For every 600 kg of waste collected, approximately 100kg of hydrogen can be produced, then stored in liquid organic hydrogen carrier (LOHC) in 20-foot containers, which will then be transported to shore.

The ship will be designed to run on electric motors using the LOHC produced on board which will power H2 Industries’ 19-inch eRelease racks to produce electricity. Using multiple rack will see a capacity of 2MW.

The ship which is planned to be over 150m long will travel at four knots, with the waste plastic collected by two smaller vessels towing a two-mile net that funnels the waste from the surface and up to 10 metres below it.

The collected waste will then be converted to hydrogen on board the ship using the same thermolysis process, H2 Industries have used on shore.

H2 Industries’ announcement comes following an assessment from the UN Environment Programme (UNEP) which claimed that plastic pollution in oceans and other bodies of water continues to grow sharply and could more than double by 2030.

Michael Stusch, CEO of H2 Industries, said, “It is becoming increasingly clear that the shipping industry can make a positive impact on reducing global emissions.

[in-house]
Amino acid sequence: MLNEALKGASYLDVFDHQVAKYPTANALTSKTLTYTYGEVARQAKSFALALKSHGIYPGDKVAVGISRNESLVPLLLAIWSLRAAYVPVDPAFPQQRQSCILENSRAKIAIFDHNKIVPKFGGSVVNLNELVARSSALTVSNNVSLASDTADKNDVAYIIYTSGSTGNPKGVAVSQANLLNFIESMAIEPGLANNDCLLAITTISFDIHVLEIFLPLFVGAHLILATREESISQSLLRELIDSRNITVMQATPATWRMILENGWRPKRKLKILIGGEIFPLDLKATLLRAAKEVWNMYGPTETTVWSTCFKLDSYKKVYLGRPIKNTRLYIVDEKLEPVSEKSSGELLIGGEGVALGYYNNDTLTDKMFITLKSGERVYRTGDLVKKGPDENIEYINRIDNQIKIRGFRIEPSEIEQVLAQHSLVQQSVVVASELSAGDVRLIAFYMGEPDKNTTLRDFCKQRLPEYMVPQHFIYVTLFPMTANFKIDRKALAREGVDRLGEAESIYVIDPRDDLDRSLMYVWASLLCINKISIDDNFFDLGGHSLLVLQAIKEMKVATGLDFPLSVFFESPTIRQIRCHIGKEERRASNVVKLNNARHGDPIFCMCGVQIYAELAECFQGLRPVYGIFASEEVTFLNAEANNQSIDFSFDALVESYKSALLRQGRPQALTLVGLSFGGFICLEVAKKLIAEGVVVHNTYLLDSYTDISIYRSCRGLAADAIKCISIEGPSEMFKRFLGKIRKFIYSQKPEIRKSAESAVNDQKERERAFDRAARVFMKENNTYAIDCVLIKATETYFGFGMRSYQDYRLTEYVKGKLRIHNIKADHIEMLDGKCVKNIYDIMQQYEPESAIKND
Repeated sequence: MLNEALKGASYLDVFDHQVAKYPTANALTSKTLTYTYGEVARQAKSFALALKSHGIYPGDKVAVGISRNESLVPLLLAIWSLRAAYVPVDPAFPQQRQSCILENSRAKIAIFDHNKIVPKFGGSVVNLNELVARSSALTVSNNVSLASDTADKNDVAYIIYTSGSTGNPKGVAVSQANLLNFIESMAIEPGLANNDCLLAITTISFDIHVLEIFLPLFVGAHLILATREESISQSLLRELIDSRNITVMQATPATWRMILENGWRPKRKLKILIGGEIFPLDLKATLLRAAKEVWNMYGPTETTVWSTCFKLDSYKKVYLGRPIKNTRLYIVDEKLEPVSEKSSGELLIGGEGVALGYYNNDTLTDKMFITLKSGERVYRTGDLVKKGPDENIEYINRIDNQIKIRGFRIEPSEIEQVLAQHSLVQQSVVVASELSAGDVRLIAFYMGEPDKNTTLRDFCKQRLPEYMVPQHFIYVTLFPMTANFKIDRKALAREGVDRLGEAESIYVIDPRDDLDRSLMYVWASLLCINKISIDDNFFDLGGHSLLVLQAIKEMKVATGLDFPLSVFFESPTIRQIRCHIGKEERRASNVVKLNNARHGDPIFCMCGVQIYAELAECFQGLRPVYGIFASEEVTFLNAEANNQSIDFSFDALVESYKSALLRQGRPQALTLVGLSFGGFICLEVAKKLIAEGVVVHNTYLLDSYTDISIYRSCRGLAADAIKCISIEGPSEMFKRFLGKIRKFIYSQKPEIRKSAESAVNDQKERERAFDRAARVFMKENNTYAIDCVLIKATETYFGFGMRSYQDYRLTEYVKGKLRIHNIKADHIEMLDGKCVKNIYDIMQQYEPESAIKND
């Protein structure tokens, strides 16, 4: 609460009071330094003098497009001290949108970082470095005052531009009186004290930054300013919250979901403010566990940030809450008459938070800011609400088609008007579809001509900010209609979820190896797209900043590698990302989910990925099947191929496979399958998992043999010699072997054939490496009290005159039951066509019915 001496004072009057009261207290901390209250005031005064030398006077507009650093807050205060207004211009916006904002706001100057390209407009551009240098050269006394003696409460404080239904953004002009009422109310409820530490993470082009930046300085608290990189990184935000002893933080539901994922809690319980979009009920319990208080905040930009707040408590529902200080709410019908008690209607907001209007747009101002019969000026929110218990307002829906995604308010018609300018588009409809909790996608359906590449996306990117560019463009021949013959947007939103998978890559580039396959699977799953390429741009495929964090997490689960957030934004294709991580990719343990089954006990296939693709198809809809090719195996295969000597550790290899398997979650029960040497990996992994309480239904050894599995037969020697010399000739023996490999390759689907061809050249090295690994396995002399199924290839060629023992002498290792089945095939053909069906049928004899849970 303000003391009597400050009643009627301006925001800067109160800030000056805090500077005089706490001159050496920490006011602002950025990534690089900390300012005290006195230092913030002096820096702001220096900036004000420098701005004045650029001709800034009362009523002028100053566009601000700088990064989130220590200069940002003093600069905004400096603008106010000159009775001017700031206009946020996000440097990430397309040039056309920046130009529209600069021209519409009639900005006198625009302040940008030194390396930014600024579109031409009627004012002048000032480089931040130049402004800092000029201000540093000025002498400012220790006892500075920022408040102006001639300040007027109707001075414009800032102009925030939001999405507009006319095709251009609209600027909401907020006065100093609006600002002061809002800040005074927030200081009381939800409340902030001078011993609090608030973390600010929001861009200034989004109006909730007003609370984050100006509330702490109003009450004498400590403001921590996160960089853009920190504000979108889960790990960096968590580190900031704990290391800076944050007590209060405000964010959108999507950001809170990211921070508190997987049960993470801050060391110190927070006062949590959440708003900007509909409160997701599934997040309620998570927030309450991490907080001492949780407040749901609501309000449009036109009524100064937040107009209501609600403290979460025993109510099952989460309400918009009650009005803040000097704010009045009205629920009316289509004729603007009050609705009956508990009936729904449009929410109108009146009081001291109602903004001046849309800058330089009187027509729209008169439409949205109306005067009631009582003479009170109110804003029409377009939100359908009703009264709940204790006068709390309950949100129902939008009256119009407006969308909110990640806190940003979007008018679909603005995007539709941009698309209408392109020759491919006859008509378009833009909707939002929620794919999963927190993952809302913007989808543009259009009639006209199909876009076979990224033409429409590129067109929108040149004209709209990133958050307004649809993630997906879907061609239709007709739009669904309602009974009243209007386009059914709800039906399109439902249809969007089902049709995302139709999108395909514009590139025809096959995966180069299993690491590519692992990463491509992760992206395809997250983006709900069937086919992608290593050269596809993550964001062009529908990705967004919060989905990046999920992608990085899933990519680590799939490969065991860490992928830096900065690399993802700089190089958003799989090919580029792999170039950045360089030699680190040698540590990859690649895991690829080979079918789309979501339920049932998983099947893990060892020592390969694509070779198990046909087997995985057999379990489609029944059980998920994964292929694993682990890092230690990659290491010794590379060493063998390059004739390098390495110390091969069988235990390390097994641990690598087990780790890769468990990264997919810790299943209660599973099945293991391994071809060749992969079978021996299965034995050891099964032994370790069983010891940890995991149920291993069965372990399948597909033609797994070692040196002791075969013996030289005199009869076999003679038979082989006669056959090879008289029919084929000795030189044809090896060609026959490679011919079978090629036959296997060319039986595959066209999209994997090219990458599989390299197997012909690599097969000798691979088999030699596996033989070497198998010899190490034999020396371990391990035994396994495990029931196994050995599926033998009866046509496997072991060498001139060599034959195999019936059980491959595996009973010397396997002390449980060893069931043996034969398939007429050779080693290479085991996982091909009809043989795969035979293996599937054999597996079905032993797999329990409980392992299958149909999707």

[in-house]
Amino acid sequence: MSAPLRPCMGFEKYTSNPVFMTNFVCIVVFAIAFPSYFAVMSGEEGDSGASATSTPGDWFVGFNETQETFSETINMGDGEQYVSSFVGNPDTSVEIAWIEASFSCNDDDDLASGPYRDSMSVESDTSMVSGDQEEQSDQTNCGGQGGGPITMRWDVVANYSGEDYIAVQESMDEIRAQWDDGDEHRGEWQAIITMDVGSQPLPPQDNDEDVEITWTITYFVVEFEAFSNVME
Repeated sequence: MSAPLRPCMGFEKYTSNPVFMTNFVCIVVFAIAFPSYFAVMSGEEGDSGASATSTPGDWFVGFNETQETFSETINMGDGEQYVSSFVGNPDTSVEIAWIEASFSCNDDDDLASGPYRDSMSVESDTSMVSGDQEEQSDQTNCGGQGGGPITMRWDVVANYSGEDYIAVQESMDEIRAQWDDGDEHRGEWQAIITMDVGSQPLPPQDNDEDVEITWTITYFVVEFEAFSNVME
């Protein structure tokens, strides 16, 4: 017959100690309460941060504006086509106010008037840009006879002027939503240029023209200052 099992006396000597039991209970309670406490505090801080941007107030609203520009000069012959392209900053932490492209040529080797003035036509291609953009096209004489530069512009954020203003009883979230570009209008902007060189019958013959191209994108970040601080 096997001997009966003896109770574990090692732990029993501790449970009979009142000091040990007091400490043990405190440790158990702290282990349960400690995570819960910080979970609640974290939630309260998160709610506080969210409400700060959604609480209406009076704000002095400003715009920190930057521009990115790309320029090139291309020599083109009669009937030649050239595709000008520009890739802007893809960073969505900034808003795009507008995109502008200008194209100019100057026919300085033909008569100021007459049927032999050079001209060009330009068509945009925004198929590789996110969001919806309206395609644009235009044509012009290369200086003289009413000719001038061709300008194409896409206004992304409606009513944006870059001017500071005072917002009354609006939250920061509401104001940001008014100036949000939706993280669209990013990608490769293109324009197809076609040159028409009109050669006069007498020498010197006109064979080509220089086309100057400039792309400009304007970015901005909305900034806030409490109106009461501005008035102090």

“At H2-Industries, the plan is to help decarbonise industry and power generation, while cleaning up our water resources and converting pollutants into an energy source.

“To achieve this, we are looking for investors. Once the investment is in place, we expect each ship will be built within roughly 24 months.”

North American Hydrogen Summit

H2 View is taking its events platform to America’s original clean hydrogen hub of California. Together with the California Fuel Cell Partnership (CaFCP), we will stage our North American Hydrogen Summit in San Francisco on July 14-15.

As our summit theme Building Bridges: Hydrogen hubs and investment suggests, the event will explore the $8bn of funding announced to create at least four regional hydrogen hubs in the US. These hubs will turbo-charge the nation’s progress toward heavy trucking and industrial sectors that run without producing carbon pollution – and they may just provide the path forward to a hydrogen-fuelled future.

With California and Texas vying to be America’s hydrogen capital today, where are the hubs of tomorrow? Further still, what can other states, and countries, learn from California’s success story? And how can we build bridges to a successful flow of international investment?

If you are a member of the CaFCP, be sure to grab your ticket at a discounted rate with a code that can be provided to you by the events team.

Full information about this event including attendance and sponsorship packages can be found here.